Can You Take Plan B While on Birth Control? Exploring Safety, Efficacy, and Considerations

Dinesh Patel
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Dr. Kaushal

Review medical content on WOW Rx Pharmacy, so that accurate drug use information is easily accessible to everybody.
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can you take plan b while on birth control

Plan B is, commonly known as the “morning-after” pill, is an emergency contraception option that individuals can consider in certain situations to prevent pregnancy. 

It contains the hormone Levonorgestrel, a synthetic version of Progesterone.

While Plan B can be a useful backup in cases of skipped doses or contraceptive failure, it’s important to understand how it interacts with regular birth control methods. 

This article aims to explore “Can you take Plan B while on birth control” and the potential implications of doing so.

Using Plan B in conjunction with birth control

Plan B is generally considered safe to take while on birth control. 

It does not interfere with the effectiveness of ongoing birth control methods.

Individuals must continue their regular birth control regimen unless otherwise advised by a healthcare professional. 

The Plan B pill usually contains higher hormone doses than regular birth control pills, and combining the two may lead to some side effects. 

However, these side effects are generally temporary.

Taking Plan B while on birth control may cause some changes in the menstrual cycle. The next period may be earlier or later than expected, and the flow or associated symptoms may vary.

Who can take Plan B

Woman holding birth control pillsSource: towfiqu_ahamed_barbhuiya
Woman holding pills

Plan B is suitable for anyone who has had unprotected sex, misses a birth control pill, or experiences a contraceptive failure (e.g., a condom breaking).

Taking Plan B can provide an additional layer of protection. 

There are no age restrictions, and the pill is available without a prescription. 

However, individuals who are already pregnant, allergic to Levonorgestrel, or trying to substitute it for routine contraception should avoid taking Plan B.

Recommended Article
There are many forms of contraception available. 
To know which is most effective, read Choosing the Right Contraceptive: Levonorgestrel vs Norethindrone.

What to expect after taking Plan B

After taking Plan B, individuals may experience side effects such as breast tenderness, dizziness, headache, irregular bleeding, nausea, and vomiting. 

These side effects are typically most pronounced in the first 1–2 days and tend to subside afterward. 

It’s essential to recognize that Plan B does not protect against Sexually Transmitted Infections (STIs).

You should avoid taking Plan B if you are taking medication for seizures, TB, or HIV/ AIDS. These medications will make Plan B less effective. 


While taking Plan B, you should consider certain things. 

Effectiveness of Plan B

Plan B is effective if taken as soon as possible after unprotected sex and within 72 hours. 

The efficacy decreases with time, highlighting the importance of prompt use.

Not a regular form of contraception

While Plan B can be a helpful backup, it is not intended for regular use as a primary form of contraception. 

Consistent and correct use of daily birth control methods is the most reliable way to prevent unintended pregnancies.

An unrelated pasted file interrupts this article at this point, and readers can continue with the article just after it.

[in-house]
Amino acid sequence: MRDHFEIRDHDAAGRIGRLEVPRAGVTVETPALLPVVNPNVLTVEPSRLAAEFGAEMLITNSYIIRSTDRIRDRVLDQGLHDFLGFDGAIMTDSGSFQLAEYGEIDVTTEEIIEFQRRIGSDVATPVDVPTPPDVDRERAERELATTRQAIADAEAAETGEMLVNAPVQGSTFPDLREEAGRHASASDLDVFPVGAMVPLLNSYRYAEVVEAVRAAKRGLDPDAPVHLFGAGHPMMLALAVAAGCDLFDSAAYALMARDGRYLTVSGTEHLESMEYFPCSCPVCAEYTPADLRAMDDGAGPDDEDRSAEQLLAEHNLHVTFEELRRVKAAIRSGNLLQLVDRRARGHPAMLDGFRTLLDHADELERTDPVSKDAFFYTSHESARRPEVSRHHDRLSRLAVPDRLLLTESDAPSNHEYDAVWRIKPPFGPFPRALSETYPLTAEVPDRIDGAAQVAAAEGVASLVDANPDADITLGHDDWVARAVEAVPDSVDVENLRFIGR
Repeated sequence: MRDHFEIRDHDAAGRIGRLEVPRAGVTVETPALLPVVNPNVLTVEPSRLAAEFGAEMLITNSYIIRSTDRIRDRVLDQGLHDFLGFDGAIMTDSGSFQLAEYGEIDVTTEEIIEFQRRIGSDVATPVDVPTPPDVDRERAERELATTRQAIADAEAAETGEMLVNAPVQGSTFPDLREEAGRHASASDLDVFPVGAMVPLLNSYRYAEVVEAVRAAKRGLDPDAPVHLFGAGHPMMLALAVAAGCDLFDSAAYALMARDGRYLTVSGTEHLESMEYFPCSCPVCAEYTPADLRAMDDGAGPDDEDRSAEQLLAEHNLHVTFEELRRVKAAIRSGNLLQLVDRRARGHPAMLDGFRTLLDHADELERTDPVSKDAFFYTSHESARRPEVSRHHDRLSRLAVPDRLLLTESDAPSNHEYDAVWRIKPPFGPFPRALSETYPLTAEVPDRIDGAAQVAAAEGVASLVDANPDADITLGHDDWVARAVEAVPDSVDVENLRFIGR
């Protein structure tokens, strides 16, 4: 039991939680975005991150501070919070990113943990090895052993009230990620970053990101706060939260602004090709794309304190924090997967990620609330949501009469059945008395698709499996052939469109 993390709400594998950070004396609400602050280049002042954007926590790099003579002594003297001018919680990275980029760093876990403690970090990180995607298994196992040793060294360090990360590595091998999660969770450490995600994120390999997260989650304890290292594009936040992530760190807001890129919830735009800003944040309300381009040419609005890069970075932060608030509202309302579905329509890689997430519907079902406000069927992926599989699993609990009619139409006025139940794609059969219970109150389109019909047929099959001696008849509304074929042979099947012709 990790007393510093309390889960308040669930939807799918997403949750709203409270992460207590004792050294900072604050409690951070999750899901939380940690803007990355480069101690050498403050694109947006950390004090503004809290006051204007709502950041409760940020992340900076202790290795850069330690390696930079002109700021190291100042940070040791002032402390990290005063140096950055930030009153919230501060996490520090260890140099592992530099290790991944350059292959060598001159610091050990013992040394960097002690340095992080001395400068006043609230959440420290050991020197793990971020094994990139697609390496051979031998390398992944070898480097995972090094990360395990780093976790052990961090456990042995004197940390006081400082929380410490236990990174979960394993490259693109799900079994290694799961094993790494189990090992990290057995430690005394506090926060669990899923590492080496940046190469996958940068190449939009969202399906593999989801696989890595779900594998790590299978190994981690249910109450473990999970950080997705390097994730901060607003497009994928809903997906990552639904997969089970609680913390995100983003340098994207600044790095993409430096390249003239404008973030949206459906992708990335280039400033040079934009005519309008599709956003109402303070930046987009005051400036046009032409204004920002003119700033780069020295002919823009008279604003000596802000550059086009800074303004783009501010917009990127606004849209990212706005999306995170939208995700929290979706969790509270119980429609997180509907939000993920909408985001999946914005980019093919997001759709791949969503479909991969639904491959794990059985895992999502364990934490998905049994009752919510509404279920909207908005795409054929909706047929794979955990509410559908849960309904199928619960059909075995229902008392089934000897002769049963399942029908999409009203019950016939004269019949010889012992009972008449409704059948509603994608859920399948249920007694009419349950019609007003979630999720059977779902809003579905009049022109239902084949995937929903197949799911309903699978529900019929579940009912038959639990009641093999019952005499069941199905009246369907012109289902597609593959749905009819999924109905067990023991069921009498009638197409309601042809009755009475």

The use of Plan B alongside ongoing birth control is generally safe, especially in instances of contraceptive failure or unprotected intercourse. 

It’s essential to maintain a regular birth control regimen unless advised otherwise by a healthcare professional.

While Plan B does not typically interfere with the effectiveness of routine birth control methods, combining the two may result in temporary side effects.

Plan B serves as an emergency option and is suitable for various situations, such as missed birth control pills, condom breakage, or unprotected sex.

Its efficacy diminishes with time after unprotected intercourse, underscoring the importance of timely use within 72 hours.

It’s crucial to note that Plan B should not replace regular contraception methods. While Plan B is a valuable backup, it is not intended for frequent or routine use.

Frequently Asked Questions

Should I take Plan B if I am on birth control?

If you’ve been consistently taking your birth control as directed, it’s usually unnecessary to take Plan B. It can be taken if you’ve missed several doses or experienced a failure with your regular birth control method. However, you should consult a healthcare professional if you have any doubts or concerns.

When does Plan B not work?

Plan B is effective when taken as soon as possible after unprotected sex or contraceptive failure, but its effectiveness decreases over time. It may not be as effective if taken more than 72 hours after unprotected intercourse. Additionally, it does not work if you are already pregnant. 

Does Plan B protect against Sexually Transmitted Infections (STIs)?

No, Plan B does not protect against STIs. Plan B, also known as the morning-after pill or emergency contraception, is designed to help prevent pregnancy after unprotected sex or contraceptive failure. However, it does not provide any protection against Sexually Transmitted Infections.

Is taking two birth control the same as Plan B?

No, taking two birth control pills is not equivalent to using Plan B. Birth control pills are designed to be taken daily. At the same time, Plan B is a high dose of Levonorgestrel intended for emergency use. Taking extra birth control pills may not be as effective as using Plan B after unprotected intercourse.

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